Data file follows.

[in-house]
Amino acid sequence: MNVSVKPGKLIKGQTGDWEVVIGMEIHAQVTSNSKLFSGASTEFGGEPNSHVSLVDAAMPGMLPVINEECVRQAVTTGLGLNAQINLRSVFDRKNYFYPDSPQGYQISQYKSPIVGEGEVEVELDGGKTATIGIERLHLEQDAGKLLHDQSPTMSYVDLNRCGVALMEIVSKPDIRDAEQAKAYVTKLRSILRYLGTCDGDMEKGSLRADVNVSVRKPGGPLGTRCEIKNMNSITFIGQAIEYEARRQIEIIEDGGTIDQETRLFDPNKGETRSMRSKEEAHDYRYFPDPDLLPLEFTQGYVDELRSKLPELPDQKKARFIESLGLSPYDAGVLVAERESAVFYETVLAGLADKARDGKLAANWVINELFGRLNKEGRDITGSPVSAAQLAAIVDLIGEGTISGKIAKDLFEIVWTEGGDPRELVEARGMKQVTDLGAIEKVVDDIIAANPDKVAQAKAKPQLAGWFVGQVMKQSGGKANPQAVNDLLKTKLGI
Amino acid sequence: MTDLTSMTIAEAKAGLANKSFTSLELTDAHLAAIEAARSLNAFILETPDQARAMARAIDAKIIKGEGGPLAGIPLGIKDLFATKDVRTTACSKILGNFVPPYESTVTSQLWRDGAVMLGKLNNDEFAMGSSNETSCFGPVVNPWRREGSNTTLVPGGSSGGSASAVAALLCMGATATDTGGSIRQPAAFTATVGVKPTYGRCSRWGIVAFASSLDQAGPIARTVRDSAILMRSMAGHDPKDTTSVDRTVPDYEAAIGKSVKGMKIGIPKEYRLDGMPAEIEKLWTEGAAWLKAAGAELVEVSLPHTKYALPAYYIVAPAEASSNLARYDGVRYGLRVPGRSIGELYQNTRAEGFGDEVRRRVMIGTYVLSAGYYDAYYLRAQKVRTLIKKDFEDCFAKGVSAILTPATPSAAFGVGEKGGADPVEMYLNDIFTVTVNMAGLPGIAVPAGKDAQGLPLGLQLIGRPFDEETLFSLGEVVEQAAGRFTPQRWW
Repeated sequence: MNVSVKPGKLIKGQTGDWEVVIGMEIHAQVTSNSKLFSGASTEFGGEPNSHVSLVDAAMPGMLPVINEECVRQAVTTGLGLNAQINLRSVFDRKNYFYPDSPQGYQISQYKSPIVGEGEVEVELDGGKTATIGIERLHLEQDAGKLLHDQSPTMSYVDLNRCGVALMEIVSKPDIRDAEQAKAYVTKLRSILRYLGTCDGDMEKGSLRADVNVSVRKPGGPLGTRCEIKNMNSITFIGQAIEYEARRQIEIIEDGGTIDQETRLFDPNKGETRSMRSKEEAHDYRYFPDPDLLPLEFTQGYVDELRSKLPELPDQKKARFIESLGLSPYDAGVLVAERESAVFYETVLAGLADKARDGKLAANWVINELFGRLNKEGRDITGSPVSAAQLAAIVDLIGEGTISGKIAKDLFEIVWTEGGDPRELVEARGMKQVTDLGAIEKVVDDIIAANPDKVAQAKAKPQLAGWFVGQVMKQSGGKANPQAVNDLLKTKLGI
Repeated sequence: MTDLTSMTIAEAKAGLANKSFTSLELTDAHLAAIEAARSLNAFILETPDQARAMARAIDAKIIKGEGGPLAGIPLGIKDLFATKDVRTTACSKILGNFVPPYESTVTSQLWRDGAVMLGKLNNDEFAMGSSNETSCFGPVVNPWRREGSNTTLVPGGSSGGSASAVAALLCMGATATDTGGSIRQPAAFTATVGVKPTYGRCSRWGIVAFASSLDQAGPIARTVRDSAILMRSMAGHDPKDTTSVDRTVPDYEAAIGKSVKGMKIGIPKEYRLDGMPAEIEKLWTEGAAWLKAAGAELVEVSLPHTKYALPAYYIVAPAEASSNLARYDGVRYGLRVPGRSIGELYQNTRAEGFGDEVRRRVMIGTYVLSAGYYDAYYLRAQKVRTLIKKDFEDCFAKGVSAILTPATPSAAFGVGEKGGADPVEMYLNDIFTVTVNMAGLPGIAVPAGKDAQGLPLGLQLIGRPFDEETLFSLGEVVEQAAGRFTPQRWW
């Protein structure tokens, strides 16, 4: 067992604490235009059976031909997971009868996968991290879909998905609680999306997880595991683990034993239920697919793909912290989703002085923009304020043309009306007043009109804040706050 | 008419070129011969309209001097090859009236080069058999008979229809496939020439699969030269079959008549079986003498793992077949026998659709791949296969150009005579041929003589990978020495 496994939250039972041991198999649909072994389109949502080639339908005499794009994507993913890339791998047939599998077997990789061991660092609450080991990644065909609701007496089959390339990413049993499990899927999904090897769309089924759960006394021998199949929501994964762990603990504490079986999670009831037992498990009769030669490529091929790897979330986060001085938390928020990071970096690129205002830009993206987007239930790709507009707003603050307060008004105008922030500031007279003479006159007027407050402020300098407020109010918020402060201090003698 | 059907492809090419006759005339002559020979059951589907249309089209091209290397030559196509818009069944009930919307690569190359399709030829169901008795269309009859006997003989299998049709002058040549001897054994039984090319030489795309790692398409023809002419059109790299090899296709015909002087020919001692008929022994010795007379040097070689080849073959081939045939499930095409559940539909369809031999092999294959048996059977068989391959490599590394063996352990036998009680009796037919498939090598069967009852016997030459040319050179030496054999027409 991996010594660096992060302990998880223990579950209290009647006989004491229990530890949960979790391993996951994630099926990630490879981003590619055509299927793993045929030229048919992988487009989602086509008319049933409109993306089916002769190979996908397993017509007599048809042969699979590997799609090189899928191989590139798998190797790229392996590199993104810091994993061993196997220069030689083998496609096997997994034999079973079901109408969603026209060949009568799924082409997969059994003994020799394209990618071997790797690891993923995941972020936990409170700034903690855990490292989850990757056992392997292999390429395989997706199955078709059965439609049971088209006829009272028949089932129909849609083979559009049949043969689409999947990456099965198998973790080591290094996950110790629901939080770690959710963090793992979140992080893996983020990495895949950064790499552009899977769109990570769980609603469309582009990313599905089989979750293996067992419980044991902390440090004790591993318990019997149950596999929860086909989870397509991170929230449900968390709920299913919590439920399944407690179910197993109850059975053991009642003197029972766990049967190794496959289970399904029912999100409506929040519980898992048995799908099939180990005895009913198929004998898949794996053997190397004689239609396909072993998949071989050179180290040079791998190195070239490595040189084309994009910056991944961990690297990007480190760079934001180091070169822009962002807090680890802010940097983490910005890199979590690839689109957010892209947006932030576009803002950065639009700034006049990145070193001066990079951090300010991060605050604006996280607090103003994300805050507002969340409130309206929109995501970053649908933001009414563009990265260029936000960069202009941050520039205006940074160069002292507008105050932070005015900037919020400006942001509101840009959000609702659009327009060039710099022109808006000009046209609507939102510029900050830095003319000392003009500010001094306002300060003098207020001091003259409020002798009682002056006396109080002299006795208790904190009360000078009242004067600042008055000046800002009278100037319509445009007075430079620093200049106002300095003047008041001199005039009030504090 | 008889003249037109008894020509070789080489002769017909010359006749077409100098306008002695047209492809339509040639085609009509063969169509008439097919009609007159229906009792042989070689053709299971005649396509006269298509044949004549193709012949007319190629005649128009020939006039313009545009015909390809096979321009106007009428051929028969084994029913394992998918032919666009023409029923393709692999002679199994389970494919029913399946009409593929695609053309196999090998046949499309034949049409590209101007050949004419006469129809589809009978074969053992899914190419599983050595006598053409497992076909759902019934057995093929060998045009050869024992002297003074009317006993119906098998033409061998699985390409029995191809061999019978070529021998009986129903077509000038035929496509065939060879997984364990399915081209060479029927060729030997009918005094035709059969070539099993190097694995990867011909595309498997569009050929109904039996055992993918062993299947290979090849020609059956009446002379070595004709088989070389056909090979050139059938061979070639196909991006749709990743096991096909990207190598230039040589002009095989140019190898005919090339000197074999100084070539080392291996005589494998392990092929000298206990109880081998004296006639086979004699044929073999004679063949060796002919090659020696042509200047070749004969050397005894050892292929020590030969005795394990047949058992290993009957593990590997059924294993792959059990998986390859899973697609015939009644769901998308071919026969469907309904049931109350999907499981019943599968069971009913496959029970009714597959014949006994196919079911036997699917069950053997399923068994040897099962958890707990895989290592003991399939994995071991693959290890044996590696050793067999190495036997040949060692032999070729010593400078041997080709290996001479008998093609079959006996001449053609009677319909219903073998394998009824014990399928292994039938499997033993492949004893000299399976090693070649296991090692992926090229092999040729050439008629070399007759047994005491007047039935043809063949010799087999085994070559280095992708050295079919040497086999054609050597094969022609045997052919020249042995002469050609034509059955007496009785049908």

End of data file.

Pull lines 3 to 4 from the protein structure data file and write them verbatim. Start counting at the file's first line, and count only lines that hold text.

Amino acid sequence: MTDLTSMTIAEAKAGLANKSFTSLELTDAHLAAIEAARSLNAFILETPDQARAMARAIDAKIIKGEGGPLAGIPLGIKDLFATKDVRTTACSKILGNFVPPYESTVTSQLWRDGAVMLGKLNNDEFAMGSSNETSCFGPVVNPWRREGSNTTLVPGGSSGGSASAVAALLCMGATATDTGGSIRQPAAFTATVGVKPTYGRCSRWGIVAFASSLDQAGPIARTVRDSAILMRSMAGHDPKDTTSVDRTVPDYEAAIGKSVKGMKIGIPKEYRLDGMPAEIEKLWTEGAAWLKAAGAELVEVSLPHTKYALPAYYIVAPAEASSNLARYDGVRYGLRVPGRSIGELYQNTRAEGFGDEVRRRVMIGTYVLSAGYYDAYYLRAQKVRTLIKKDFEDCFAKGVSAILTPATPSAAFGVGEKGGADPVEMYLNDIFTVTVNMAGLPGIAVPAGKDAQGLPLGLQLIGRPFDEETLFSLGEVVEQAAGRFTPQRWW
Repeated sequence: MNVSVKPGKLIKGQTGDWEVVIGMEIHAQVTSNSKLFSGASTEFGGEPNSHVSLVDAAMPGMLPVINEECVRQAVTTGLGLNAQINLRSVFDRKNYFYPDSPQGYQISQYKSPIVGEGEVEVELDGGKTATIGIERLHLEQDAGKLLHDQSPTMSYVDLNRCGVALMEIVSKPDIRDAEQAKAYVTKLRSILRYLGTCDGDMEKGSLRADVNVSVRKPGGPLGTRCEIKNMNSITFIGQAIEYEARRQIEIIEDGGTIDQETRLFDPNKGETRSMRSKEEAHDYRYFPDPDLLPLEFTQGYVDELRSKLPELPDQKKARFIESLGLSPYDAGVLVAERESAVFYETVLAGLADKARDGKLAANWVINELFGRLNKEGRDITGSPVSAAQLAAIVDLIGEGTISGKIAKDLFEIVWTEGGDPRELVEARGMKQVTDLGAIEKVVDDIIAANPDKVAQAKAKPQLAGWFVGQVMKQSGGKANPQAVNDLLKTKLGI